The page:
Down home emergency repair

(“Down home” – I did not want to offend cowboys, rednecks, or shade trees.)

I once used a vulcanized tire patch to fix a leaking radiator hose. I once used a shoelace to tie off a tire chain’s broken cross cross link (beating the *&#$ out of my rear quarter panel, from the inside) as the snow plow was bearing down on me in Donner Pass. But I don’t know if I would have thought of this one:

These temporary fixes are great.
I’ve used pantyhose on one occasion when my serp belt snapped on a cold morning. It got me to the nearest service station and saved the $100 auto service

When the throttle linkage on my Karmann-Ghia became disconnected somewhere between the gas pedal and the engine, I jury-rigged a piece of cord to the linkage at the carb and I tugged on it in order to accelerate. It took a few tries before I was able to coordinate steering, shifting, and tugging on that cord, but luckily I only had to drive a fairly short distance to my mechanic’s shop–at very low speed.

This was a long time ago but I was coming home one Saturday from an antique motorcycle shop near Tulsa and the car started bucking; followed by dying. The 6 month old fuel pump had decided to go belly up 60 miles from the house. It was an older carbureted car.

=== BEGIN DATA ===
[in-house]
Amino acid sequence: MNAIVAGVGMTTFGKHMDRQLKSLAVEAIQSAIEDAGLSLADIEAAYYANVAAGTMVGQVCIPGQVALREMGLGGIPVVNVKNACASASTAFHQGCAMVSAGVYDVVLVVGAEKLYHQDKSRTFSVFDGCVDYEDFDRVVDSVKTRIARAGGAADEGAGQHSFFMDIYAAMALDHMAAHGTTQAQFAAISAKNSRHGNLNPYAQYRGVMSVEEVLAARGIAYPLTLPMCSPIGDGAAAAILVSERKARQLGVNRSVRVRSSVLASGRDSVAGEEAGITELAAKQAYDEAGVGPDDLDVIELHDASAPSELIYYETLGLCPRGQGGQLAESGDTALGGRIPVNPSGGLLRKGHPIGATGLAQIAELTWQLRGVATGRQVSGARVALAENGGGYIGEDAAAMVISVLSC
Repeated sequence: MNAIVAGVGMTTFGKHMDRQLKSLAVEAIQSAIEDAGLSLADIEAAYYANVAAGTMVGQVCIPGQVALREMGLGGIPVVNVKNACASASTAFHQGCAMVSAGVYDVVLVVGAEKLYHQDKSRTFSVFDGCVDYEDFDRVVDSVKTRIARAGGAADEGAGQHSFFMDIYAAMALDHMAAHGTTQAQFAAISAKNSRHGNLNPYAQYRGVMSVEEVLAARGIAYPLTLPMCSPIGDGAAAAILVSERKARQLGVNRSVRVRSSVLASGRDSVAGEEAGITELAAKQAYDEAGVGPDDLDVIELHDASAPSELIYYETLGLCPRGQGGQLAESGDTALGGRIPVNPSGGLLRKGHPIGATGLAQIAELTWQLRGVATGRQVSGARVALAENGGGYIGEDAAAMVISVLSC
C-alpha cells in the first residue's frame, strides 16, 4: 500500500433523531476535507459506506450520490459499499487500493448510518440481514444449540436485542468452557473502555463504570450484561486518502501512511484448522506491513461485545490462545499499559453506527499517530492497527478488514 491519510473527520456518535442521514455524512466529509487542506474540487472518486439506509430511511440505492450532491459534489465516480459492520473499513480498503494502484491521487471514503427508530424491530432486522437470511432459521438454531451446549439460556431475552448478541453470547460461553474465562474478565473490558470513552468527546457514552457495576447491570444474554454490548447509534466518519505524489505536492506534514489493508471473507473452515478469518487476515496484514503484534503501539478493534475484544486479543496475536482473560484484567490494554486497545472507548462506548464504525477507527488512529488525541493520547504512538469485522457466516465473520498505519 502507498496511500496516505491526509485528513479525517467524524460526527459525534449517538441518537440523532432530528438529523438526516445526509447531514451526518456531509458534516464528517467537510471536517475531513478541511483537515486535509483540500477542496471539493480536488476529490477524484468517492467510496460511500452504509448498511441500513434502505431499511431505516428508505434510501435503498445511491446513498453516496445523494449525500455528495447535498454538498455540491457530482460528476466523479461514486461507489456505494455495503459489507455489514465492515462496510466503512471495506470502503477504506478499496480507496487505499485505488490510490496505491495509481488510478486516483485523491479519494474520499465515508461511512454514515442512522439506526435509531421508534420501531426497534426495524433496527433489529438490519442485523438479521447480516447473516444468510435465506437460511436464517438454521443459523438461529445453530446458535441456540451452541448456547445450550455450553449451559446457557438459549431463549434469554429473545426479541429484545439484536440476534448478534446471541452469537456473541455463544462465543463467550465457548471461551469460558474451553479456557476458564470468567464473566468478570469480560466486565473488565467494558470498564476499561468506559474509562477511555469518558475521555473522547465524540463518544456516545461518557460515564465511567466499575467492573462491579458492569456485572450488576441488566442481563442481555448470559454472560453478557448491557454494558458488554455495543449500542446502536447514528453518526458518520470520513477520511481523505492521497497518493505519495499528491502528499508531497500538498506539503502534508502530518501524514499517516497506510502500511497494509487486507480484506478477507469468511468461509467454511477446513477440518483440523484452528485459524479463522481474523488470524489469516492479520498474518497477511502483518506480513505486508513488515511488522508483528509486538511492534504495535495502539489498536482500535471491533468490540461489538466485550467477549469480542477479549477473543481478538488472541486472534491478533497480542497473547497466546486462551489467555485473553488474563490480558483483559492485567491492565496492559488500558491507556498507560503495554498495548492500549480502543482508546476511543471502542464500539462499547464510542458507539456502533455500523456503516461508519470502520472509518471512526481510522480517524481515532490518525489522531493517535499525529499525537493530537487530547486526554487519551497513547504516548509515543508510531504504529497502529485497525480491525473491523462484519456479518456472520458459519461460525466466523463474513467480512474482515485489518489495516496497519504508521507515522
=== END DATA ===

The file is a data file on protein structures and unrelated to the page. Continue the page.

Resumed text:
So after some thought I dumped a 1/3 of a jug of coolant out, crawled under the back end, and removed the gas tank drain plug so as to get a gallon of gas. Being as I always carry a tool kit and bag of supplies I took some cord and lashed the jug to the windshield wipers. I then routed the gas line from the carb to the jug along with another length of tubing and started the gravity feed…

Crude, but it got me home much faster as the nearest tow trucks were close to 70 miles away. In the setting sun I could see the gas level in the jug and when down to 1/2 quart would pull over and drain some more gas out of the tank.


When I bought my 2001 Dodge Ram, the dealer (Jim Click Dodge in Tucson) had a catered dinner for all new vehicle owners. It was a way to says “Thanks” and a chance for him to sell more services. The service manager, the body shop manager, parts, etc… all gave short speeches on the benefits of using their facilities. And he gave out door prizes, I won both a nice dash cover and a seat back “knap-sack”, both of which I still have. So I guess his PR worked, he’s still there and I’m still singing his praises…

But the most important advice that I heard there was the service manager suggested that even though the serpentine belt is good for 60k miles, he suggested you get it changed at 30k miles or so, but keep the original belt, wrap it up and put it in your trunk. This way, if you are out on the highway late at night and it breaks; you may have to get towed but you will not have to spend the night waiting for a parts store to open the next day to buy an overpriced replacement. I did this for the Ram and I’ve done it for my other cars that use a serpentine belt.

I’ve never had to use the spare, but my son who took my advice did and he was really out in the boonies of Wes’ Texas when his belt let go. Using only brute strength, he managed to get it part way on at least enough to limp miles to an all-night station where it was installed properly.